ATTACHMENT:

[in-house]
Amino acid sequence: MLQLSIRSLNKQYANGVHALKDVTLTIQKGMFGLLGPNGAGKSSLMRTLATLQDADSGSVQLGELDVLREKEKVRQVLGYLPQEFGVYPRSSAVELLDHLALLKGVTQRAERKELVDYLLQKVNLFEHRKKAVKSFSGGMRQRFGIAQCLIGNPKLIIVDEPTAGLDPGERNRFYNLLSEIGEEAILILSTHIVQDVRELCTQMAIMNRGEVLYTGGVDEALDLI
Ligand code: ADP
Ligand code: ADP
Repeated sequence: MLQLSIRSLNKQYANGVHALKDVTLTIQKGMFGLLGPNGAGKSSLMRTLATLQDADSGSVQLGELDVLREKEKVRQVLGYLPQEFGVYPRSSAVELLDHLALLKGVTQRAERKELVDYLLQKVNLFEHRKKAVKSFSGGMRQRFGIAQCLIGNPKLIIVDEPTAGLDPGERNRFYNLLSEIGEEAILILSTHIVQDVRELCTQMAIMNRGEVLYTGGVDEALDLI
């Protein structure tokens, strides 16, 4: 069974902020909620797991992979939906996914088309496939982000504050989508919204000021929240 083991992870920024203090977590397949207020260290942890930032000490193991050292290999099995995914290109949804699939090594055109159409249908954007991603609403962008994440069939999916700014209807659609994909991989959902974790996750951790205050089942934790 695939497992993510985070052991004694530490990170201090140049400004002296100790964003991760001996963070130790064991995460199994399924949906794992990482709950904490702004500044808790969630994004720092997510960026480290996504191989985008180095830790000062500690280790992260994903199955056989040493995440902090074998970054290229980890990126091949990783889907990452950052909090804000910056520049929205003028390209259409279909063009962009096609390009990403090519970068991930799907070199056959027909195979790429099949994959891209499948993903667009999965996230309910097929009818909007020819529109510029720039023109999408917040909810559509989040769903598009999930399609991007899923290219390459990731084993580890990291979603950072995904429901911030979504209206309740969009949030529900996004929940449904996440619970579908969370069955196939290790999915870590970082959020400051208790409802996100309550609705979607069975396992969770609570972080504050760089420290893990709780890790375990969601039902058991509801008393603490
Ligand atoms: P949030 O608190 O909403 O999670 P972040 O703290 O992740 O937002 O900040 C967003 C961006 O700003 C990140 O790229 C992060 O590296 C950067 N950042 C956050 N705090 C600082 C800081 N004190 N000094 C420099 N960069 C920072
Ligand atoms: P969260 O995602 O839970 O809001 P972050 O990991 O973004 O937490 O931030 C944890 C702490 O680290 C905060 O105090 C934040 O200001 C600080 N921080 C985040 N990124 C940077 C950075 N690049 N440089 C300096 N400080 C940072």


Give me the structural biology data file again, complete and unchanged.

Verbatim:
[in-house]
Amino acid sequence: MLQLSIRSLNKQYANGVHALKDVTLTIQKGMFGLLGPNGAGKSSLMRTLATLQDADSGSVQLGELDVLREKEKVRQVLGYLPQEFGVYPRSSAVELLDHLALLKGVTQRAERKELVDYLLQKVNLFEHRKKAVKSFSGGMRQRFGIAQCLIGNPKLIIVDEPTAGLDPGERNRFYNLLSEIGEEAILILSTHIVQDVRELCTQMAIMNRGEVLYTGGVDEALDLI
Ligand code: ADP
Ligand code: ADP
Repeated sequence: MLQLSIRSLNKQYANGVHALKDVTLTIQKGMFGLLGPNGAGKSSLMRTLATLQDADSGSVQLGELDVLREKEKVRQVLGYLPQEFGVYPRSSAVELLDHLALLKGVTQRAERKELVDYLLQKVNLFEHRKKAVKSFSGGMRQRFGIAQCLIGNPKLIIVDEPTAGLDPGERNRFYNLLSEIGEEAILILSTHIVQDVRELCTQMAIMNRGEVLYTGGVDEALDLI
């Protein structure tokens, strides 16, 4: 069974902020909620797991992979939906996914088309496939982000504050989508919204000021929240 083991992870920024203090977590397949207020260290942890930032000490193991050292290999099995995914290109949804699939090594055109159409249908954007991603609403962008994440069939999916700014209807659609994909991989959902974790996750951790205050089942934790 695939497992993510985070052991004694530490990170201090140049400004002296100790964003991760001996963070130790064991995460199994399924949906794992990482709950904490702004500044808790969630994004720092997510960026480290996504191989985008180095830790000062500690280790992260994903199955056989040493995440902090074998970054290229980890990126091949990783889907990452950052909090804000910056520049929205003028390209259409279909063009962009096609390009990403090519970068991930799907070199056959027909195979790429099949994959891209499948993903667009999965996230309910097929009818909007020819529109510029720039023109999408917040909810559509989040769903598009999930399609991007899923290219390459990731084993580890990291979603950072995904429901911030979504209206309740969009949030529900996004929940449904996440619970579908969370069955196939290790999915870590970082959020400051208790409802996100309550609705979607069975396992969770609570972080504050760089420290893990709780890790375990969601039902058991509801008393603490
Ligand atoms: P949030 O608190 O909403 O999670 P972040 O703290 O992740 O937002 O900040 C967003 C961006 O700003 C990140 O790229 C992060 O590296 C950067 N950042 C956050 N705090 C600082 C800081 N004190 N000094 C420099 N960069 C920072
Ligand atoms: P969260 O995602 O839970 O809001 P972050 O990991 O973004 O937490 O931030 C944890 C702490 O680290 C905060 O105090 C934040 O200001 C600080 N921080 C985040 N990124 C940077 C950075 N690049 N440089 C300096 N400080 C940072």